Shown in the embodiment of FIG. 6, current sense amplifier 68 receives a signal from power amplifiers 70 and 71 indicating the amount of current being sourced by power amplifiers 70 and 71. This information is amplified by current sense amplifier 68, for example by a factor of 0.001, and provided to the noninverting input lead of input signal amplifier 69 in order to provide the negative feedback signal. An RC network formed by resistor Rc and capacitor Cc is connected between the inverting input lead and output lead of input signal differential amplifier 69 in order to provide loop stability compensation. In one embodiment of this invention, the elements of current driver circuit 60 are contained in a single integrated circuit, with resistors RIN and Rc and capacitor Cc, as well as voice coil motor 61, being separate components.
Output current IOUT may be defined by the following equation: ##EQU1##
By way of example, given a typical resistor value of approximately 2500 ohms for RIN, and a range of (Vin-Vref) of approximately +2.5 volts, output current IOUT will have a range of approximately ▒1 ampere.
In an alternative embodiment of this invention, Current sense amplifier 68 is not used, and a current sense resistor (not shown) is included in the path between voice coil motor 61 and power amplifiers 70 and 71. This current sense resistor, which has been required in conjunction with prior art devices in order to measure the output current, will develop a voltage proportional to the output current, whose voltage can be fed back to the inverting input lead of input signal differential amplifier 69, as desired.
FIG. 7 is a schematic diagram of a model of one embodiment of a power amplifier output stage which can be used in power amplifiers 70 and 71 of the embodiment of FIG. 6. Power amplifier 100 of FIG. 7 receives control signals on terminals 57 and 58, in response to the signal on output terminal 59 of input signal differential amplifier 69 of FIG. 6. PNP transistor 101 and NPN transistor 103 form a composite NPN wherein the output current made available on output terminal 72 is defined as follows:
IOUT =I57 β103 β101; (6)
IOUT =the output source current through PNP transistor 101 to output terminal 72;
I57 =the current fed into the base of NPN transistor 103;
β103 =the beta (current gain) of NPN transistor 103; and
β101 =the beta (current gain) of PNP transistor 101.
Similarly, PNP transistor 104 and NPN transistor 102 form a PNP composite providing an output current defined as
IOUT =I58 β104β104; (7)
IOUT =the output sink current through NPN transistor 102 from output terminal
I58 =the current fed into the base of PNP transistor 104;
β102 =the beta (current gain) of NPN transistor 103; and
β104 =the beta (current gain) of PNP transistor 104.
The use of a composite NPN equivalent and a composite PNP equivalent provide a high current gain and good voltage stability on output terminal 72 in that a high frequency feedback path is provided to help maintain the desired output voltage even in the face of externally applied signals on the output terminal.
FIG. 8 is a schematic diagram of one embodiment of a circuit constructed in accordance with the teachings of this invention corresponding to the model described above with respect to FIG. 7, and which is suitable for use as the output stage of power amplifiers 70 and 71 of FIG. 6. In other words, two copies of the circuit 200 of FIG. 8 are required, one copy serving as power amplifier 70 and the other copy serving as power amplifier 71. Circuit 200 includes input operational amplifier 201 which operates in a conventional fashion by receiving a differential input signal on the gates of input transistors M1 and M2 via leads 199 and 198 and providing an output current I1 or I3 from output transistors Q5 and Q7, respectively. Transistors Q5 and Q7 form a class AB NPN/PNP output stage which is desirable in order to minimize crossover distortion.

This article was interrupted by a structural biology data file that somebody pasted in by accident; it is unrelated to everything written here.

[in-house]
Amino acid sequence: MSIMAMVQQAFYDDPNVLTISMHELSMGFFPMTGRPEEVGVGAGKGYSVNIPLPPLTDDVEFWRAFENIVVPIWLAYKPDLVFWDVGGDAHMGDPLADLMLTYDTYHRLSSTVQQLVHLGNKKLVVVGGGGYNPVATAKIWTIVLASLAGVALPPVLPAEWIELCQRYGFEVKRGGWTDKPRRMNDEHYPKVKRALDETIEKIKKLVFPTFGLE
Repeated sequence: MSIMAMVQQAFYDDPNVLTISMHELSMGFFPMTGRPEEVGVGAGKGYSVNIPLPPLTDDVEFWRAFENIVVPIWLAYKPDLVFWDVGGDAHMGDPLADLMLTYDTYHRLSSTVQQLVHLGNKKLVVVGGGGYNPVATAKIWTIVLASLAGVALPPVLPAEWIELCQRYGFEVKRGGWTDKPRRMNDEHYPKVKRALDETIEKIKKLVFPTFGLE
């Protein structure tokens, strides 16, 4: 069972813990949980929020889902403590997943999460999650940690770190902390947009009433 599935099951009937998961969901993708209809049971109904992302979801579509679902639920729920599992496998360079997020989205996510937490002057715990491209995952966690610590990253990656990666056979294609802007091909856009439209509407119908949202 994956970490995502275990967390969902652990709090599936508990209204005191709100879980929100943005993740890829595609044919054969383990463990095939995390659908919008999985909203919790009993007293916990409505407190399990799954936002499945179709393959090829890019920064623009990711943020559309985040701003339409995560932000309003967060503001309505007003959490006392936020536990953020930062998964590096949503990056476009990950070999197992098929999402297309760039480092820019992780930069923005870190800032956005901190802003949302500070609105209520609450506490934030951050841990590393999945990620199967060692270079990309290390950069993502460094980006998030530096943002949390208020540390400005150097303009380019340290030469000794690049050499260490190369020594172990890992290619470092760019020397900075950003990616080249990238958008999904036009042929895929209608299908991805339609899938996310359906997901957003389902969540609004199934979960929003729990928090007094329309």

In one embodiment, high side current mirror 202 uses charge pump 204 (which may be manufactured in any convenient manner, as is well in the art) in order to provide a voltage to transconductance amplifier 207 which is in excess of supply voltage Vcc. In one embodiment, charge pump 204 provides a pump voltage of approximately 22.5 volts, when supply voltage Vcc is approximately 12 volts. The use of this pump voltage via charge pump 204 allows the gate of N channel power transistor 205-2 to have its gate driven above Vcc by transconductance amplifier 207, allowing N channel pull up transistor 205-2 to turn on fully and provide as low a voltage drop across its channel as possible. In one embodiment of this invention, power transistors 205-2 and 206-2 are DMOS N channel transistors, having a threshold of approximately 3 volts. In order to turn on pull up power transistor 205-2 fully, its gate voltage must be driven substantially above supply voltage Vcc, which is achieved by the use of charge pump 204.
Current drive circuit 200 also includes low side current mirror 203, which need not utilize charge pump 204, as the gate of pull down power transistor 206-2 will be driven substantially above ground when it is driven close to Vcc by transconductance amplifier 208 when current is to be sunk by low side current mirror 203.